London: Twitter: everyone’s tweeting. From David Dimbleby on Question Time to the Metropolitan Police disseminating advice by the second, Twitter has changed how people exchange information.
Moscow: More than 100 bars have opened.
New York: Social media, such as Twitter.
Singapore: Rooftop bars. Despite the heat, people are keen to see the skyline from above. Altitude claims to be the world’s highest al-fresco rooftop bar.
Your coolest new restaurant
Amsterdam: Proef, a food design destination in the Westergasfabriek, where you’re quite likely to be served a potato in a teacup.
Bucharest: Escargot Bistro, a small but very fashionable restaurant with french cuisine, and Casa Satya, a natural/bio-food-based restaurant with a cosy atmosphere.
Delhi: Gunpowder, an unassuming little Indian eatery with a view, has become the new hotspot in Hauz Khas Village.
Istanbul: Open since 2006, Lucca is still on trend. It’s situated in Bebek (a hip neighbourhood by the Bosphorus).
London: Inamo, offering virtual menus and touch-table technology, coupled with gorgeous Asian fusion food.
Moscow: Ragout: a mix of French and British cuisine.
New York: ABC Kitchen. Jean Georges Vongerichten’s Greenmarket cooking is fresh and exuberant.
Singapore: Not necessarily the coolest, but Marina Bay Sands, one of the new casino resorts, has brought the first group of celebrity chefs to Singapore’s shores. Mario Batali, Daniel Boulud, Guy Savoy, Santi Santamaria and Wolfgang Puck have all opened restaurants this year.
Sydney: Porteno, a modern Argentinian restaurant that became an instant hotspot.
What is the most anticipated event this year in your city?
Amsterdam: The delayed reopening of the Stedelijk Museum of modern art.
Bucharest: The opening of National Arena Stadium as a new venue for football matches and gigs (we hope it will host U2 next year).
Cyprus: The collection of works by French artist Edgar Degas at the Evagoras and Kathleen Lanitis Cultural Centre.
Dubai: At the moment, the upcoming appearance of Amy Winehouse at Gulf Bike Week in February. Will she get past customs?
Delhi: 2011 is the centenary of New Delhi. There will be a deluge of events looking back at the past 100 years, and hopefully the arriving 100.
Istanbul: The 12th international Istanbul Biennal.
London: The upcoming marriage of Kate Middleton and Prince William is going to dominate the media for the next four months.
Moscow: The presidential elections in 2012.
New York: Too many to choose just one: the opening of the second part of the High Line (the raised public park built on a former elevated train track); the 9/11 Memorial; the opening of the $65 million Spider-Man: The Musical.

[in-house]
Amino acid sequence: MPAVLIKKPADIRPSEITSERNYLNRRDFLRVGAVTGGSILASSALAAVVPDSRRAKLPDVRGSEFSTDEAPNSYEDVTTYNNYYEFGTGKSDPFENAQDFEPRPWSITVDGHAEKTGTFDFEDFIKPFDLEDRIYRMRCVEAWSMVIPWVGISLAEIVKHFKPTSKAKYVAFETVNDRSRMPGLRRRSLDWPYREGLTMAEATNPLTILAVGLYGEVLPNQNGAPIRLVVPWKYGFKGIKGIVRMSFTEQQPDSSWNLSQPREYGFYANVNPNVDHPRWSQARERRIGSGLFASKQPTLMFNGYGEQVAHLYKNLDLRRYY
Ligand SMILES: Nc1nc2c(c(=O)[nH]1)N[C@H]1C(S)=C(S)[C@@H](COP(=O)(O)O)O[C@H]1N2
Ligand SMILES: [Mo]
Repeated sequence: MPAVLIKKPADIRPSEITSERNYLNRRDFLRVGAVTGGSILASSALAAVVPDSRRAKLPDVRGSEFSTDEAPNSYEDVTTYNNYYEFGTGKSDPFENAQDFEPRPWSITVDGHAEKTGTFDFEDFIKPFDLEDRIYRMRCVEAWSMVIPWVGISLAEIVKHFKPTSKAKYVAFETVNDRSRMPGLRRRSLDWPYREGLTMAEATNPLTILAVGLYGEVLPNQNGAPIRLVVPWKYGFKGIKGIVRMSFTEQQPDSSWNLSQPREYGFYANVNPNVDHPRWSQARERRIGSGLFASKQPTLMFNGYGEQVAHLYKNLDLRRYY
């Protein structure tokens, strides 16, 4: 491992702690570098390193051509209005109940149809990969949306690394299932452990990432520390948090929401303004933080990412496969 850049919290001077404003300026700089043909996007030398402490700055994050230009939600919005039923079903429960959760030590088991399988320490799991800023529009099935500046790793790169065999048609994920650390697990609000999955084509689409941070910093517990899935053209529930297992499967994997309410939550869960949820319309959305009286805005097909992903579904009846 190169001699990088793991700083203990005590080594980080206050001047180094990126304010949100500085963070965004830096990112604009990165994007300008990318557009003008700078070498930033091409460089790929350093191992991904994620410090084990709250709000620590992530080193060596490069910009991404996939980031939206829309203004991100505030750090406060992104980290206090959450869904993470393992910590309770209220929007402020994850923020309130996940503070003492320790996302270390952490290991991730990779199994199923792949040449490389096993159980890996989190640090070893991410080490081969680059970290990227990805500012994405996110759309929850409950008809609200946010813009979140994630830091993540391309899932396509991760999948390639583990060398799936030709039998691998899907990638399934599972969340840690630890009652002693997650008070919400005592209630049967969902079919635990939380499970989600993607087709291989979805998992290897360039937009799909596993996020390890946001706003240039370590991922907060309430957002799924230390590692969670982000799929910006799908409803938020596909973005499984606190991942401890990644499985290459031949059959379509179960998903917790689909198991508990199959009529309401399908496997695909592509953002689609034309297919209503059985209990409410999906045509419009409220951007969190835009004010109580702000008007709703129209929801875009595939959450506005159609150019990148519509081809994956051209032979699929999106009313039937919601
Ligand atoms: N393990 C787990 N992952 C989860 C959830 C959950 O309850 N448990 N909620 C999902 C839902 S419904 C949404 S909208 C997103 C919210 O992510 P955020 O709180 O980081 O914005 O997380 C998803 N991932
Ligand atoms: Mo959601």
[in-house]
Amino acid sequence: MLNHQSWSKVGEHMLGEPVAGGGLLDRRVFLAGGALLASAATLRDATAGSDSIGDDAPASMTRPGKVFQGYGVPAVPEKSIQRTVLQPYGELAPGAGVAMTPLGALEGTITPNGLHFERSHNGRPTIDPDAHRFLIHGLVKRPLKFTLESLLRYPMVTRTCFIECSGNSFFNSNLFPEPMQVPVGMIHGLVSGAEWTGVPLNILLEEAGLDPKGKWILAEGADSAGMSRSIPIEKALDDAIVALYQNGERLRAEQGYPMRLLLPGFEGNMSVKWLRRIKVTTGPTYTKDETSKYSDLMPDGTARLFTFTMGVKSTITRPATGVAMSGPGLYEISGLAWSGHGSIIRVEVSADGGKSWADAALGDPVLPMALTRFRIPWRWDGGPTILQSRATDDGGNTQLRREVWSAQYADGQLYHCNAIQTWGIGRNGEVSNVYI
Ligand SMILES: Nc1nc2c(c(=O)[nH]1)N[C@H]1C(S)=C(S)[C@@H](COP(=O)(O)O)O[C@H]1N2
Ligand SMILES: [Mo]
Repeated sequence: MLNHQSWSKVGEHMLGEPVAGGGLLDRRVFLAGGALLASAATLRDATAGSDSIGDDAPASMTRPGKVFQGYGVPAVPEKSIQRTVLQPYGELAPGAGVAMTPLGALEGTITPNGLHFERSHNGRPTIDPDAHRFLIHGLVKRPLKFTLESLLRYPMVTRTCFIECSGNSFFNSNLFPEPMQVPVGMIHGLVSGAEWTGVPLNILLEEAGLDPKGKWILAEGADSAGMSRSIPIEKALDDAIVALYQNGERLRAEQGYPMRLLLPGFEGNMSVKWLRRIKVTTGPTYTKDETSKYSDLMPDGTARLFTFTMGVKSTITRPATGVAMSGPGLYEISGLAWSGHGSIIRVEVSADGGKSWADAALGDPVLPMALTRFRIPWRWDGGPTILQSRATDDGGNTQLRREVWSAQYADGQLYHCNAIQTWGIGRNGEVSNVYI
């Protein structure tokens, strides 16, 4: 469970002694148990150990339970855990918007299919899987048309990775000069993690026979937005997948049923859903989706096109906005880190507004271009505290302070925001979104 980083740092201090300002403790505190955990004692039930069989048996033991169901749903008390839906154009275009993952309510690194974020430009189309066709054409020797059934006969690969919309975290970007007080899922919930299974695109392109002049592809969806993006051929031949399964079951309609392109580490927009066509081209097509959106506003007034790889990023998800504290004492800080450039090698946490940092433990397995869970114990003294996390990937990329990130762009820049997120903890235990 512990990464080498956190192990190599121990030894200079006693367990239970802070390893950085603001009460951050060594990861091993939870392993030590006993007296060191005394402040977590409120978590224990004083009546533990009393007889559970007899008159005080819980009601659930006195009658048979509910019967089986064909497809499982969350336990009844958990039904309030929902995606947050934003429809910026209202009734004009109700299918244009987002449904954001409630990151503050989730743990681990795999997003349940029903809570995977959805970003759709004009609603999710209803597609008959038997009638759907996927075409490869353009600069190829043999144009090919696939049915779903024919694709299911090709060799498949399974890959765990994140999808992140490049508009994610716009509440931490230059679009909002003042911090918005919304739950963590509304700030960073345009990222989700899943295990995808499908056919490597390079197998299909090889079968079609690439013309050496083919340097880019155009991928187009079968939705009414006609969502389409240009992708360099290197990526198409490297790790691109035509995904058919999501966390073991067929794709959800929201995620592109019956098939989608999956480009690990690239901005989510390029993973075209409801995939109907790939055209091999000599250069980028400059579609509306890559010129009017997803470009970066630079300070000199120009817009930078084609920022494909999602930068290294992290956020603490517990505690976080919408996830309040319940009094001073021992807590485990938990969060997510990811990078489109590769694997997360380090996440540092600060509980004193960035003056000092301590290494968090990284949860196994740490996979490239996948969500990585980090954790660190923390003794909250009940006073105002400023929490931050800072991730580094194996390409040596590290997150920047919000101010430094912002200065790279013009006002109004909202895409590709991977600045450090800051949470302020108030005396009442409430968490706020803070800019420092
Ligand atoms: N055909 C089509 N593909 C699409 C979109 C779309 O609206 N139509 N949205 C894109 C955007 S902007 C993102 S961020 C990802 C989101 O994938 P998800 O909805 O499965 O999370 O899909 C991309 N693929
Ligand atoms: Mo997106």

Singapore: Art Stage Singapore will attract big-name artists, as well as displaying the works produced by local artists.
Sydney: Justin Bieber’s concert. Sadly.
What was the most popular TV show in your country?
Amsterdam: The Voice Of Holland, a TV talent contest where the judges can’t see the contestants and have to make their appraisals on talent alone.
Bucharest: Dansez Pentru Tine (Dancing For You), a charity show with stars and members of the public on Pro TV.
Cyprus: To Nissi (The Island), based on the book by Victoria Hisslop.
Dubai: The UK’s Come Dine With Me.
Delhi: The Big Boss, a reality TV show based on the US’s Big Brother, which had the country in a tizzy because of Pamela Anderson’s appearance in the house.
Istanbul: As¸k-ı Memnu, based on a novel by 20th-century Turkish writer Halit Ziya Us¸aklıgil, about a love affair between a young man and his uncle’s young wife.
London: Everyone had an opinion on The X Factor, from feigned indifference to uncomfortable obsession. Also, drama Red Riding was brave and challenging.
Moscow: Wow! We don’t watch TV!
New York: From a ratings standpoint, American Idol. But from a cultural standpoint, Glee.
Singapore: All the regular imports (Heroes and Glee are big).
Sydney: MasterChef, a reality show about amateur cooks.
Which cultural piece released this year excited your Time Out team the most?
Amsterdam: Brilliant family drama The Kids Are All Right.
Bucharest: De-a viul (Playing Alive), a poetry book launched in March by Teodor Duna, and Deadline, a novel by Adina Rosetti, both former colleagues at Time Out Bucharest.
Cyprus: George Christodoulides’ variety show The Miracle Man.
Dubai: Prince’s show at the F1 in Abu Dhabi – and his absolutely phenomenal secret gig.
Delhi: Anish Kapur’s first exhibition in the subcontinent, across Bombay and Delhi.
Istanbul: U2’s gig at 360 Club. We’ve waited for them for so long.
London: Florence And The Machine’s ‘You Got The Love’ (The XX Remix).
Moscow: Megapolis produced an album, the first about life according to those over 40.
New York: It’s probably a tie between The Social Network and Broadway musical Bloody Bloody Andrew Jackson.
Singapore: A series of productions by Wild Rice, a local theatre company.
Sydney: LCD Soundsystem album This is Happening; the Animal Kingdom movie; and theatrical play August: Osage County.